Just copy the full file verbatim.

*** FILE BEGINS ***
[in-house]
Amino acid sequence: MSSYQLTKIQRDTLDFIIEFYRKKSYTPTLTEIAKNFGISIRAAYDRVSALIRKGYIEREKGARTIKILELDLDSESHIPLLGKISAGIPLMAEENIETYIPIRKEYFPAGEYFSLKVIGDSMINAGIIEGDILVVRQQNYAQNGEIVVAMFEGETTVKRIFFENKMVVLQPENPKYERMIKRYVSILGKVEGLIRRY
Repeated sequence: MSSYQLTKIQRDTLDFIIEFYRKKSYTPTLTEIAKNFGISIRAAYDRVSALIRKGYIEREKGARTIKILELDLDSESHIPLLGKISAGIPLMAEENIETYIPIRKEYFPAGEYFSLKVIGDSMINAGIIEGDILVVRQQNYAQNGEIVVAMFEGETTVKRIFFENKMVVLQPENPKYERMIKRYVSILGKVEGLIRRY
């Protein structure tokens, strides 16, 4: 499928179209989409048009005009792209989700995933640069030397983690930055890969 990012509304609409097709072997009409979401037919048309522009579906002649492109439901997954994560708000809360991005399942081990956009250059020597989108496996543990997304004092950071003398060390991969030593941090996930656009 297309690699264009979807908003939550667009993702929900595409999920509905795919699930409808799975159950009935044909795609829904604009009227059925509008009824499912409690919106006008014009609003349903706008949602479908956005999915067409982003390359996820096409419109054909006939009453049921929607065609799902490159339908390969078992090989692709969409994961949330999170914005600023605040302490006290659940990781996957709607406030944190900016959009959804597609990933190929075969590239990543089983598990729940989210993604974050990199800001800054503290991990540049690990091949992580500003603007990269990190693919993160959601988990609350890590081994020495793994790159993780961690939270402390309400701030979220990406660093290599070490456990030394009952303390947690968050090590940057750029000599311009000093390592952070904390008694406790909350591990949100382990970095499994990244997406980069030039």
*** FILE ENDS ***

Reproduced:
[in-house]
Amino acid sequence: MSSYQLTKIQRDTLDFIIEFYRKKSYTPTLTEIAKNFGISIRAAYDRVSALIRKGYIEREKGARTIKILELDLDSESHIPLLGKISAGIPLMAEENIETYIPIRKEYFPAGEYFSLKVIGDSMINAGIIEGDILVVRQQNYAQNGEIVVAMFEGETTVKRIFFENKMVVLQPENPKYERMIKRYVSILGKVEGLIRRY
Repeated sequence: MSSYQLTKIQRDTLDFIIEFYRKKSYTPTLTEIAKNFGISIRAAYDRVSALIRKGYIEREKGARTIKILELDLDSESHIPLLGKISAGIPLMAEENIETYIPIRKEYFPAGEYFSLKVIGDSMINAGIIEGDILVVRQQNYAQNGEIVVAMFEGETTVKRIFFENKMVVLQPENPKYERMIKRYVSILGKVEGLIRRY
């Protein structure tokens, strides 16, 4: 499928179209989409048009005009792209989700995933640069030397983690930055890969 990012509304609409097709072997009409979401037919048309522009579906002649492109439901997954994560708000809360991005399942081990956009250059020597989108496996543990997304004092950071003398060390991969030593941090996930656009 297309690699264009979807908003939550667009993702929900595409999920509905795919699930409808799975159950009935044909795609829904604009009227059925509008009824499912409690919106006008014009609003349903706008949602479908956005999915067409982003390359996820096409419109054909006939009453049921929607065609799902490159339908390969078992090989692709969409994961949330999170914005600023605040302490006290659940990781996957709607406030944190900016959009959804597609990933190929075969590239990543089983598990729940989210993604974050990199800001800054503290991990540049690990091949992580500003603007990269990190693919993160959601988990609350890590081994020495793994790159993780961690939270402390309400701030979220990406660093290599070490456990030394009952303390947690968050090590940057750029000599311009000093390592952070904390008694406790909350591990949100382990970095499994990244997406980069030039």